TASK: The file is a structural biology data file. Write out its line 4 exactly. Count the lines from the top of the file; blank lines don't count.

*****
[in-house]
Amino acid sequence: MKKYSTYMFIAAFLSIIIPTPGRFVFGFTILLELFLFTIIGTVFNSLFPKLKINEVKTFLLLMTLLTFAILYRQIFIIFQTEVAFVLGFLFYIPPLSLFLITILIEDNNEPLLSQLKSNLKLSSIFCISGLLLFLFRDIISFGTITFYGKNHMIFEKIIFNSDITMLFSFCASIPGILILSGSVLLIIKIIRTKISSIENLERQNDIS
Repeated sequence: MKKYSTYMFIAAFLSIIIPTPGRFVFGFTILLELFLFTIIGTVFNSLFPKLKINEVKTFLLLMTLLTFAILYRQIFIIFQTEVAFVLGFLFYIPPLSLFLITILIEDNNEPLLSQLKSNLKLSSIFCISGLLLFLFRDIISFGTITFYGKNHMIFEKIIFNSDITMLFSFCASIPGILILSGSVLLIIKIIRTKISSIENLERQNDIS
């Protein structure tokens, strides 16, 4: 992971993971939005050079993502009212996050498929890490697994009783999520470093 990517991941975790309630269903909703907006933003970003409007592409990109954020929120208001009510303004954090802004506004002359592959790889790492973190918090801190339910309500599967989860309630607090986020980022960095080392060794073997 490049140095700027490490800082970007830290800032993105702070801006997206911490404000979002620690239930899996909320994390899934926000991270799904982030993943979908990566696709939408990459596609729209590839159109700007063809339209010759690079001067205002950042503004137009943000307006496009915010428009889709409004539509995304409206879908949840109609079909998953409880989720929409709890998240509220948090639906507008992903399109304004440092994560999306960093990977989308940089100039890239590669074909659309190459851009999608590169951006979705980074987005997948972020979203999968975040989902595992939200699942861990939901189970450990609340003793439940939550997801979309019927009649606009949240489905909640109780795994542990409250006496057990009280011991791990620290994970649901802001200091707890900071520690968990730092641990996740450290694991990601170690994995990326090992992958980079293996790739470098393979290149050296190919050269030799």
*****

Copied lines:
């Protein structure tokens, strides 16, 4: 992971993971939005050079993502009212996050498929890490697994009783999520470093 990517991941975790309630269903909703907006933003970003409007592409990109954020929120208001009510303004954090802004506004002359592959790889790492973190918090801190339910309500599967989860309630607090986020980022960095080392060794073997 490049140095700027490490800082970007830290800032993105702070801006997206911490404000979002620690239930899996909320994390899934926000991270799904982030993943979908990566696709939408990459596609729209590839159109700007063809339209010759690079001067205002950042503004137009943000307006496009915010428009889709409004539509995304409206879908949840109609079909998953409880989720929409709890998240509220948090639906507008992903399109304004440092994560999306960093990977989308940089100039890239590669074909659309190459851009999608590169951006979705980074987005997948972020979203999968975040989902595992939200699942861990939901189970450990609340003793439940939550997801979309019927009649606009949240489905909640109780795994542990409250006496057990009280011991791990620290994970649901802001200091707890900071520690968990730092641990996740450290694991990601170690994995990326090992992958980079293996790739470098393979290149050296190919050269030799």